Knesset Panel Urges Gov't to Protect, Aid Heftsiba Clients

Heftsiba construction company faces imminent collapse leaving clients with loss of funds payed for homes.

The Knesset Finance Committee on Monday called on the government to grant a "safety net" to clients of the Heftsiba construction company, which is in danger of imminent bankruptcy due to heavy debts.

Heftsiba is one of Israel's leading construction companies, reportedly responsible for 10 percent of all building projects in the country. Last Thursday, reports of the company's losses and enormous debt sparked panic among its clients, and prompted dozens of ultra-Orthodox Jews to occupy Heftsiba building projects in several areas across the country.

The Finance Committee convened Monday for an emergency discussion of the affair. The panel agreed that the state must take short-term responsibility over those who paid for homes and may not receive anything in return for their investment. The committee called on the government to formulate a plan to assist the would-be homeowners. The MKs sought to prevent a police evacuation from the unfinished buildings of clients trying to establish ownership.

Knesset Finance Committee Chairman Stas Misezhnikov (Yisrael Beiteinu), said the panel would discuss legislation to protect future home buyers. He added that the banks must investigate how funds were transferred to Heftsiba without guarantors.

Next Monday, the panel will reconvene for a follow-up meeting.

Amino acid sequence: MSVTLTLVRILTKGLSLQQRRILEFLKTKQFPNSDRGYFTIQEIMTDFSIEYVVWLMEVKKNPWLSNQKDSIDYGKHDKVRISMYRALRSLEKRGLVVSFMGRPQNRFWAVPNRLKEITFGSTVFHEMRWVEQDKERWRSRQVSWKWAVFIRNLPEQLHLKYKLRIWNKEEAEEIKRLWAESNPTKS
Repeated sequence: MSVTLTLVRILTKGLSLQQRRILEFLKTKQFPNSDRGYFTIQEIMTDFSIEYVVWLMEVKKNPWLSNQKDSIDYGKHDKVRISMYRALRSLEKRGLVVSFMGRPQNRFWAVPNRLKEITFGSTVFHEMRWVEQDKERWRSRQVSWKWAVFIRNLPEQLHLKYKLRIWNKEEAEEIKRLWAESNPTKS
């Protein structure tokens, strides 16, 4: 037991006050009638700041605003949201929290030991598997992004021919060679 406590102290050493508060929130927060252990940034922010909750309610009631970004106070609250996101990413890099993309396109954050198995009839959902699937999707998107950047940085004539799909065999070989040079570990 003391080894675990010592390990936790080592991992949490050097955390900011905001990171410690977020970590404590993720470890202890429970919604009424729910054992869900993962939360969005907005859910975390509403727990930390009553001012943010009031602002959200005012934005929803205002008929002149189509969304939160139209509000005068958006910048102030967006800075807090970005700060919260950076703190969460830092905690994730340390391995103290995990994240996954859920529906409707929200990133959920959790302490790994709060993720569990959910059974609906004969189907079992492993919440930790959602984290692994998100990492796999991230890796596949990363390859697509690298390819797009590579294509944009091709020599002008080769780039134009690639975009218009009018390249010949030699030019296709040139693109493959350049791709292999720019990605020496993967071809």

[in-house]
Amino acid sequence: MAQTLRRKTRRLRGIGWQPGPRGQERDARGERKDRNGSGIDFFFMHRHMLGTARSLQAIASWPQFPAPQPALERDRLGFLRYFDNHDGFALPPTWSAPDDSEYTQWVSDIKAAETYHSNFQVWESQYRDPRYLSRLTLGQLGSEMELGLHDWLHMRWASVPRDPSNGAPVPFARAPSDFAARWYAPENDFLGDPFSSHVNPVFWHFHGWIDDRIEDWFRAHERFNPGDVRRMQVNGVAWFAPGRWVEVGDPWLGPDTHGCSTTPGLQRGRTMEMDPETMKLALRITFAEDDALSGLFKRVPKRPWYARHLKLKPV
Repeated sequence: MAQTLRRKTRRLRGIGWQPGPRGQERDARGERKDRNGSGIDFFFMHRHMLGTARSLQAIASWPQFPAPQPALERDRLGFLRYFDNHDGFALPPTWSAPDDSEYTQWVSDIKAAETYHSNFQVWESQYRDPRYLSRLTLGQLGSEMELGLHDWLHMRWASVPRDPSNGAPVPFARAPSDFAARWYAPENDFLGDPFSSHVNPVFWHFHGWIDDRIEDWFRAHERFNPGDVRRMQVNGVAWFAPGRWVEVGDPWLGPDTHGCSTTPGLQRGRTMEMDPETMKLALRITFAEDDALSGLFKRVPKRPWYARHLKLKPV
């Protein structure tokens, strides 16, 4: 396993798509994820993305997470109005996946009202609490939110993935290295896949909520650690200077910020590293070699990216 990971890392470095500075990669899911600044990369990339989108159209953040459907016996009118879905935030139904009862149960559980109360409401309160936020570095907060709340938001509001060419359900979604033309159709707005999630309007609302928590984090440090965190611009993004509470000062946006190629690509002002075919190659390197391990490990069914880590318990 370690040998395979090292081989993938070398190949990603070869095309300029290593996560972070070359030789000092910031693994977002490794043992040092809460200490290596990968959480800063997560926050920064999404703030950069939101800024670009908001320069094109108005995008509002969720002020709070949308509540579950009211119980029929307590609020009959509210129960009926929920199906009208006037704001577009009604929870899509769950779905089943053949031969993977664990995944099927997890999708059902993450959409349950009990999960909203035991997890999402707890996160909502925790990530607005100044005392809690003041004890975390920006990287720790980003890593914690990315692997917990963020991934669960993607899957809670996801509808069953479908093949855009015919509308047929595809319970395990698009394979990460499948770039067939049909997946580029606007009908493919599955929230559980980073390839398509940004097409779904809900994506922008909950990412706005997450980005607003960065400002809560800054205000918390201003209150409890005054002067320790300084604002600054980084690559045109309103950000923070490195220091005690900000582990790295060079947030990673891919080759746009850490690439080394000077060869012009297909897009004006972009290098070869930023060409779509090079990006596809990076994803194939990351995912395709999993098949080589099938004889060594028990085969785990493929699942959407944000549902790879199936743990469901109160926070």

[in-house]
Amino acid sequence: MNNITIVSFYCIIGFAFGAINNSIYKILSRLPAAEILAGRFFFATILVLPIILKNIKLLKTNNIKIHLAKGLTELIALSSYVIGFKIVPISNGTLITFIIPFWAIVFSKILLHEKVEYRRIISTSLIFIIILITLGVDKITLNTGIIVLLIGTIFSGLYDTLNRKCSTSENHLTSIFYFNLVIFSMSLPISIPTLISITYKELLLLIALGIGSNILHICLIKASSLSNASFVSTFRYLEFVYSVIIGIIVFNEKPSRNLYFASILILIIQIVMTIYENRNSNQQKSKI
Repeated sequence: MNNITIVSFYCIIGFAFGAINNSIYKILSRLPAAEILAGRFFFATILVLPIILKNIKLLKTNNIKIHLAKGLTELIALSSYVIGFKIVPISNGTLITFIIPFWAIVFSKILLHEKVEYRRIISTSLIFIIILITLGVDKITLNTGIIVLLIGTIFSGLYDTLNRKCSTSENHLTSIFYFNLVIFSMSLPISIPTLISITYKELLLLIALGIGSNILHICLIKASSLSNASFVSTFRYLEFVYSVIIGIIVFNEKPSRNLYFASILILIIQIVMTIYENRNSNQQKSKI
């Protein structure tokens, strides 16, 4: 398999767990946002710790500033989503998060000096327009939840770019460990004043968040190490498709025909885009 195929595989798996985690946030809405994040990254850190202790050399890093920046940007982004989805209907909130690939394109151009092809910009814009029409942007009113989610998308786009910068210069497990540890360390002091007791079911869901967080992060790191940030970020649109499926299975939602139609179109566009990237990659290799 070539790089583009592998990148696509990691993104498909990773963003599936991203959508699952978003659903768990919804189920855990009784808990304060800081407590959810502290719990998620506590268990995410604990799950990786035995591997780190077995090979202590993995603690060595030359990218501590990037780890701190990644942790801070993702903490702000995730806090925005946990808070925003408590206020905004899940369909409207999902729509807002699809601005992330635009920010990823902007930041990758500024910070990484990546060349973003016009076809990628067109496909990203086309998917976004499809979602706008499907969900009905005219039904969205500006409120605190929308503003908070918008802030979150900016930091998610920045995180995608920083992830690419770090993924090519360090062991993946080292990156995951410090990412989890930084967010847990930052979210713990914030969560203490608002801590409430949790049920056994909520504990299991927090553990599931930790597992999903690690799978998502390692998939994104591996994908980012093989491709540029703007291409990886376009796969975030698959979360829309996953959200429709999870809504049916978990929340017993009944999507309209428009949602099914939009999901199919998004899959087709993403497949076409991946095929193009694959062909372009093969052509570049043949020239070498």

The MKs expressed outrage at the Ministry of Construction and Housing, as well as at the government, for failing to issue warnings regarding the company's grave financial status.

MK Ya'akov Litzman (United Torah Judaism) said that the Construction and Housing Ministry should compensate the clients who could lose their investment, since it had failed to ensure the company was abiding by regulations, thus contributing to the collapse.

Ronit Cohen, who purchased a home in Kfar Yona, broke down in tears and told the committee that her husband is considering suicide. "This is a collapse of three generations, my parents who gave us money for the apartment, my husband and I, who've invested all our savings, and our daughters who also contributed their savings. I work at a supermarket and earn NIS 19.95 per hour," she said.

Ofer Rapaport, who represents some 1,000 families as head of an organization established to uphold the rights of the Heftsiba clients, said it was unacceptable that the ministry failed to inspect the company's activities. "The situation is a catastrophe. More than 50 percent of the residents don't have guarantees or have partial guarantees. We're talking about some 4,000 families who have purchased homes, which is approximately 20,000 people."